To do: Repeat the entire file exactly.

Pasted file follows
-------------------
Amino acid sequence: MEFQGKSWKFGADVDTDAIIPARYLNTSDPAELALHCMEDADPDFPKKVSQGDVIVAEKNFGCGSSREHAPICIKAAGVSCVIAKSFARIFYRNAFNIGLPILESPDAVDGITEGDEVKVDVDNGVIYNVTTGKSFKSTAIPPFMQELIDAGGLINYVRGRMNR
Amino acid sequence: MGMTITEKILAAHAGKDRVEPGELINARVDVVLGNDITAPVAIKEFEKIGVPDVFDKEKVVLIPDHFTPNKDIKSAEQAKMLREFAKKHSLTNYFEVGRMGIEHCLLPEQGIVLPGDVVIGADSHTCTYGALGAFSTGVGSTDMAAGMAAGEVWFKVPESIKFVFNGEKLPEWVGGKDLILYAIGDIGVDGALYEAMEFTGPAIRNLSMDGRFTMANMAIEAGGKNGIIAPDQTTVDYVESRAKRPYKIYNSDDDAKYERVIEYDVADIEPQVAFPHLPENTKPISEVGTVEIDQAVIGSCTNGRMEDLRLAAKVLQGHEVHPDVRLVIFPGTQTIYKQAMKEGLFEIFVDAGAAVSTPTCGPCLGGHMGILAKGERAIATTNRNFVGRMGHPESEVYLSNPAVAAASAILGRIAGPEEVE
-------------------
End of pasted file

Amino acid sequence: MEFQGKSWKFGADVDTDAIIPARYLNTSDPAELALHCMEDADPDFPKKVSQGDVIVAEKNFGCGSSREHAPICIKAAGVSCVIAKSFARIFYRNAFNIGLPILESPDAVDGITEGDEVKVDVDNGVIYNVTTGKSFKSTAIPPFMQELIDAGGLINYVRGRMNR
Amino acid sequence: MGMTITEKILAAHAGKDRVEPGELINARVDVVLGNDITAPVAIKEFEKIGVPDVFDKEKVVLIPDHFTPNKDIKSAEQAKMLREFAKKHSLTNYFEVGRMGIEHCLLPEQGIVLPGDVVIGADSHTCTYGALGAFSTGVGSTDMAAGMAAGEVWFKVPESIKFVFNGEKLPEWVGGKDLILYAIGDIGVDGALYEAMEFTGPAIRNLSMDGRFTMANMAIEAGGKNGIIAPDQTTVDYVESRAKRPYKIYNSDDDAKYERVIEYDVADIEPQVAFPHLPENTKPISEVGTVEIDQAVIGSCTNGRMEDLRLAAKVLQGHEVHPDVRLVIFPGTQTIYKQAMKEGLFEIFVDAGAAVSTPTCGPCLGGHMGILAKGERAIATTNRNFVGRMGHPESEVYLSNPAVAAASAILGRIAGPEEVE